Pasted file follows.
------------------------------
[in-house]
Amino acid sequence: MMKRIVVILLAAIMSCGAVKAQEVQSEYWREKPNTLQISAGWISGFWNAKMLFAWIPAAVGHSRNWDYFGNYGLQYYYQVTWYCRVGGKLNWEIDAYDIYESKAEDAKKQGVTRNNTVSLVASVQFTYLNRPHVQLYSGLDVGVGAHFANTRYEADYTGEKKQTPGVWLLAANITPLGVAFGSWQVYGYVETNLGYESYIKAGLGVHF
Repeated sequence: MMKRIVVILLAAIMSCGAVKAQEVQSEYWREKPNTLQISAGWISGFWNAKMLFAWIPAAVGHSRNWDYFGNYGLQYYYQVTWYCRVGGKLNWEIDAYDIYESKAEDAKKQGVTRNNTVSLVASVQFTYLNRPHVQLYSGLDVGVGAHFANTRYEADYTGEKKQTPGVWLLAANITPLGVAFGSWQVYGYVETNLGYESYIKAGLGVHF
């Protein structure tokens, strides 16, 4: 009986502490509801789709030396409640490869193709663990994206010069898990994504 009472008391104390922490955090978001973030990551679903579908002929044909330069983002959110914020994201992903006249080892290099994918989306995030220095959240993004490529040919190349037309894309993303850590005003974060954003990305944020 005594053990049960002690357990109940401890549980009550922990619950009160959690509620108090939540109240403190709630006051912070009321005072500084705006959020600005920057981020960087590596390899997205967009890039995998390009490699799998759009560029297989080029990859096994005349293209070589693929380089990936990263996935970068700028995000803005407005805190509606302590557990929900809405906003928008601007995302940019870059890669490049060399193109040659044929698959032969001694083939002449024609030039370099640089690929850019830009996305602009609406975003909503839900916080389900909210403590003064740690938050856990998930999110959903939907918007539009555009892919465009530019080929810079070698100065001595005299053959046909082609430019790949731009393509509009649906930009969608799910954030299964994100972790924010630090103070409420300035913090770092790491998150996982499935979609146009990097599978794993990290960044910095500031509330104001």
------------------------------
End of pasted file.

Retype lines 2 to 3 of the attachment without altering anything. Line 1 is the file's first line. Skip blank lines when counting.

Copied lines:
Amino acid sequence: MMKRIVVILLAAIMSCGAVKAQEVQSEYWREKPNTLQISAGWISGFWNAKMLFAWIPAAVGHSRNWDYFGNYGLQYYYQVTWYCRVGGKLNWEIDAYDIYESKAEDAKKQGVTRNNTVSLVASVQFTYLNRPHVQLYSGLDVGVGAHFANTRYEADYTGEKKQTPGVWLLAANITPLGVAFGSWQVYGYVETNLGYESYIKAGLGVHF
Repeated sequence: MMKRIVVILLAAIMSCGAVKAQEVQSEYWREKPNTLQISAGWISGFWNAKMLFAWIPAAVGHSRNWDYFGNYGLQYYYQVTWYCRVGGKLNWEIDAYDIYESKAEDAKKQGVTRNNTVSLVASVQFTYLNRPHVQLYSGLDVGVGAHFANTRYEADYTGEKKQTPGVWLLAANITPLGVAFGSWQVYGYVETNLGYESYIKAGLGVHF